Compared to software transcoding, ASICs are also much more power efficient. For instance, while CPU-based transcoding could consume anywhere from 2,800 to 9,000 watts for transcoding 80 OTT channels to HD, ASIC-based hardware transcoding required only 308 watts for the same task. This translates to an energy saving of at least 89%.

Beyond energy efficiency, ASICs also shine in terms of scalability. Stef explained that the power constraints of CPU encoding might limit the capacity of a single rack to 200 full HD channels. In contrast, a rack populated with ASIC-based transcoders could handle up to 2,400 channels concurrently. This capability means increased density, optimized use of rack space, and overall heightened efficiency.

Not surprisingly, given these insights, Stef positioned ASIC-based transcoding as a clear frontrunner over CPU- and GPU-based encoding methods.

OTHER FEATURES TO CONSIDER

Once you’ve chosen your transcoding technology, and implemented basic transcoding functions, you need to consider additional features for your encoding facility. Drawing from his experience with Jet-Stream’s own products and services, Stef identified some to consider.

  • Containerize operation in Kubernetes containers so any crash, however infrequent, is self-contained and easily replaceable, often without viewers’ noticing.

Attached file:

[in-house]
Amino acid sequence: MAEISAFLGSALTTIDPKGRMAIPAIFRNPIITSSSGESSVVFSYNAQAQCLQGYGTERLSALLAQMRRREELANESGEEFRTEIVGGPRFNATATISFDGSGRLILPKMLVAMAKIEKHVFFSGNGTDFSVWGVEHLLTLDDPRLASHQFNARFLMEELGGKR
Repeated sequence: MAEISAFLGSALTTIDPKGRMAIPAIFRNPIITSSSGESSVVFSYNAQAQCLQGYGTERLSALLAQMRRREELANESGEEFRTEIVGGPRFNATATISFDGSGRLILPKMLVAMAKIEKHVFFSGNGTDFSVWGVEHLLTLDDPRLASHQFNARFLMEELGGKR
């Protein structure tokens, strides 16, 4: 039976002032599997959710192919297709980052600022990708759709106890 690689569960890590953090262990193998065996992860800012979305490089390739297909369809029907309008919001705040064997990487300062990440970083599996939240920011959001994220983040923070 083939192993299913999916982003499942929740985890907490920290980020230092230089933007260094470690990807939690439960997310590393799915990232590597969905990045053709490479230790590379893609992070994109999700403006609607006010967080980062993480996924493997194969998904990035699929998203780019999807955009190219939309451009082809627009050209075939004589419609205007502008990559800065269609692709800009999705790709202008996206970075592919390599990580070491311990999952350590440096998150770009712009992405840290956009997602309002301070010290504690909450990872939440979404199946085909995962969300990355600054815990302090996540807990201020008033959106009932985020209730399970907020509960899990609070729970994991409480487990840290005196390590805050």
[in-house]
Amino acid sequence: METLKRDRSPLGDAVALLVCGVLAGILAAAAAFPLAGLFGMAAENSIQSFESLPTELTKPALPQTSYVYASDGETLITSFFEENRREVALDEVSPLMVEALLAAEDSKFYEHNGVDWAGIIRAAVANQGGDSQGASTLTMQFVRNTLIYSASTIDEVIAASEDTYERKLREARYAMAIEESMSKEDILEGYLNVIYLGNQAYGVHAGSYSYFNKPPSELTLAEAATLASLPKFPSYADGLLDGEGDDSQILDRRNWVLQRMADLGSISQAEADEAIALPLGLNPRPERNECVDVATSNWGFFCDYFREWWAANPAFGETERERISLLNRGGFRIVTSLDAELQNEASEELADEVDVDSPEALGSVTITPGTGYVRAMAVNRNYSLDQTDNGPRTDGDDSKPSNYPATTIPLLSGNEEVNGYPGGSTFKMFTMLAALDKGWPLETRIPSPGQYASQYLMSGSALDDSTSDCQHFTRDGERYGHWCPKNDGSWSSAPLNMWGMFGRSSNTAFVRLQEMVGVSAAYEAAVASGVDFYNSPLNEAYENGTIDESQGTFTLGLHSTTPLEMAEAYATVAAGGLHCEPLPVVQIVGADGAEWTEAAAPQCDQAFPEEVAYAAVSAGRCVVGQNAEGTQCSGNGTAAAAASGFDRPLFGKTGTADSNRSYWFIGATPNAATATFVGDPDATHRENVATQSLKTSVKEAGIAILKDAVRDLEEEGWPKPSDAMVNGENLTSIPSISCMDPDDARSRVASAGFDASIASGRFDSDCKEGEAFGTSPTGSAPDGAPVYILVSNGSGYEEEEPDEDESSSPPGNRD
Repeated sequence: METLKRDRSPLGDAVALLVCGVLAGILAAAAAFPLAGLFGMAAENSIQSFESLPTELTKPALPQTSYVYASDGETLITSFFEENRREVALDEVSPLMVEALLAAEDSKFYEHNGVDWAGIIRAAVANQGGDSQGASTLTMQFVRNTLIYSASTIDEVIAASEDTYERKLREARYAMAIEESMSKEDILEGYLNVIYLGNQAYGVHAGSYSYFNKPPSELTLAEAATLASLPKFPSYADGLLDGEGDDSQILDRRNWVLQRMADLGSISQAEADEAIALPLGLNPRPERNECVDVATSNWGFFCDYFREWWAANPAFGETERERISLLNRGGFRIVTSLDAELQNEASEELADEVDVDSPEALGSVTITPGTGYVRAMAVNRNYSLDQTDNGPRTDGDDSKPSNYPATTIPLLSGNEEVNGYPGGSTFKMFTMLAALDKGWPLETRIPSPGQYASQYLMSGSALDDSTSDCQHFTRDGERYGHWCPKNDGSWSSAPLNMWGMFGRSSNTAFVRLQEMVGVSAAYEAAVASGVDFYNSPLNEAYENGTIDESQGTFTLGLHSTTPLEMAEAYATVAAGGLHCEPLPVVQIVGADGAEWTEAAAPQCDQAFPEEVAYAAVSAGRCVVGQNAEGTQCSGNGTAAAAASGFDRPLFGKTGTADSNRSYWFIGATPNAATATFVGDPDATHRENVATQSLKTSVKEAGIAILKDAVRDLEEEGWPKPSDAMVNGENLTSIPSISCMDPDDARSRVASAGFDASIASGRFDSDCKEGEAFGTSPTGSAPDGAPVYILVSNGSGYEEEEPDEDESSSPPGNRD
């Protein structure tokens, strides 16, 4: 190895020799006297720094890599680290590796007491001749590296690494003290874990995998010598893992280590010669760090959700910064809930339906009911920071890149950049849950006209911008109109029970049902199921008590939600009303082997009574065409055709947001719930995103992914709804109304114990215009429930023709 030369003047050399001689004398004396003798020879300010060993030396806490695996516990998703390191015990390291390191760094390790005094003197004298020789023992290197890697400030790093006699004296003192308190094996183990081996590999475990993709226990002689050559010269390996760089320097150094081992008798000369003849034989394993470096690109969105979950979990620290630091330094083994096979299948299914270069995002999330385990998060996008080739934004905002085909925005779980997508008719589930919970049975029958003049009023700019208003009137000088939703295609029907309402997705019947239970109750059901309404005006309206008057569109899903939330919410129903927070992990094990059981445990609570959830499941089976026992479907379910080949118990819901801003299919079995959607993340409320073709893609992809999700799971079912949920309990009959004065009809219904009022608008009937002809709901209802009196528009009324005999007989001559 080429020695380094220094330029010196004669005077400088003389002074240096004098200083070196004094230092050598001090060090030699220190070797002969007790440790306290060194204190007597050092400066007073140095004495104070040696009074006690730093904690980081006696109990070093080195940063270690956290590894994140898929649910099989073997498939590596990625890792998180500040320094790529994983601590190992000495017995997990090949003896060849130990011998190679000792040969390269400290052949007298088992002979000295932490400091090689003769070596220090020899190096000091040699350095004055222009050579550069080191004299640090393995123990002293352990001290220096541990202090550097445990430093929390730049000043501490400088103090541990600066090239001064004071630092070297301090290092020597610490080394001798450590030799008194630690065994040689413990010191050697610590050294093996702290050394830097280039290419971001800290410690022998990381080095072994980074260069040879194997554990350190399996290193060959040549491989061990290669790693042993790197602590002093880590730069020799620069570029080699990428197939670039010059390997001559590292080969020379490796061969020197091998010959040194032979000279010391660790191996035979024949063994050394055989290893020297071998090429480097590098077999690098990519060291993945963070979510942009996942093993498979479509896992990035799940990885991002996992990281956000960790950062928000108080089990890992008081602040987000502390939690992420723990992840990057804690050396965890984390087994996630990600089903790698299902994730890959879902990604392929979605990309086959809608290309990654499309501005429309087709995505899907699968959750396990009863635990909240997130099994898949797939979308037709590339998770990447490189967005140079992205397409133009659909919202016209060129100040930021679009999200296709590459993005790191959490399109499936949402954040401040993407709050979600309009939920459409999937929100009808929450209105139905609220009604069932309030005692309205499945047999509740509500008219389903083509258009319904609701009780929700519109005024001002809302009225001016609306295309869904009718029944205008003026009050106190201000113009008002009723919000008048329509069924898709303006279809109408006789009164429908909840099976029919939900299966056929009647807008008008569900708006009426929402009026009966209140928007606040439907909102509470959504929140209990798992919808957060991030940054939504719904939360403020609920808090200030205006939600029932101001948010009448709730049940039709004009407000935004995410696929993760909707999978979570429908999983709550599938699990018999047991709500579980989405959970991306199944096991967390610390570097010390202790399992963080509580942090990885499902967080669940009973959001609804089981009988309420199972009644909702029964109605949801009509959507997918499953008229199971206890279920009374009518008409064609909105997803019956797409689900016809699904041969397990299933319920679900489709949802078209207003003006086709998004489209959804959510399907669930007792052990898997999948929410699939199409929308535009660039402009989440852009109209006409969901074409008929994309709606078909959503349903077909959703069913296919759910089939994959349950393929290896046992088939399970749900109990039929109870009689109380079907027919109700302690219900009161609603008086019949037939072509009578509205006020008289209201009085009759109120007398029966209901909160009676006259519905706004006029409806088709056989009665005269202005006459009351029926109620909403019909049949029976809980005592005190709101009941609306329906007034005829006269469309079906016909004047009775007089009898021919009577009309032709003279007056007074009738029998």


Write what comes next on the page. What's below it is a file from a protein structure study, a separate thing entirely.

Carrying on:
• Stack multiple machines to build a microcloud and implement automatic scaling and pooling.

Combine multiple technologies like decoding, filtering, origin, and edge serving, into a single server. That way, a single server can provide a complete solution in many different scenarios.

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BEYOND THE BASICS

Beyond these basics, Stef also explained the need to add a flexible and capable interface to your system and to add new features continually, as Jet-Stream does. For example, you may want to burn in a logo or add multi-language audio to your stream, particularly in Europe. You may want or need to support subtitles and offer speech-to-text transcription.

If you’re supporting multiple channels with varying complexity, you may need different encoding profiles tuned for each content type. Another option might be capped CRF encoding to minimize bandwidth costs, which is now standard on all NETINT VPUs and transcoders. On the distribution side, you may need your system to support multiple CDNs for optimized distribution in different geographic regions and auto-failover.

Finally, as your service grows, you’ll need interfaces for health and performance status. Some of the performance indicators that Jet-Stream systems track include bandwidth per stream, viewers per stream, total bandwidth, and many others.

The key point is that you should start with a complete list of necessary features for your system and estimate the development and implementation costs for each. Knowledge of sophisticated products and services like those offered by Jet-Stream will help you understand what’s essential. But you really need a clear-eyed view of the development cost and time before you undertake creating your own encoding infrastructure.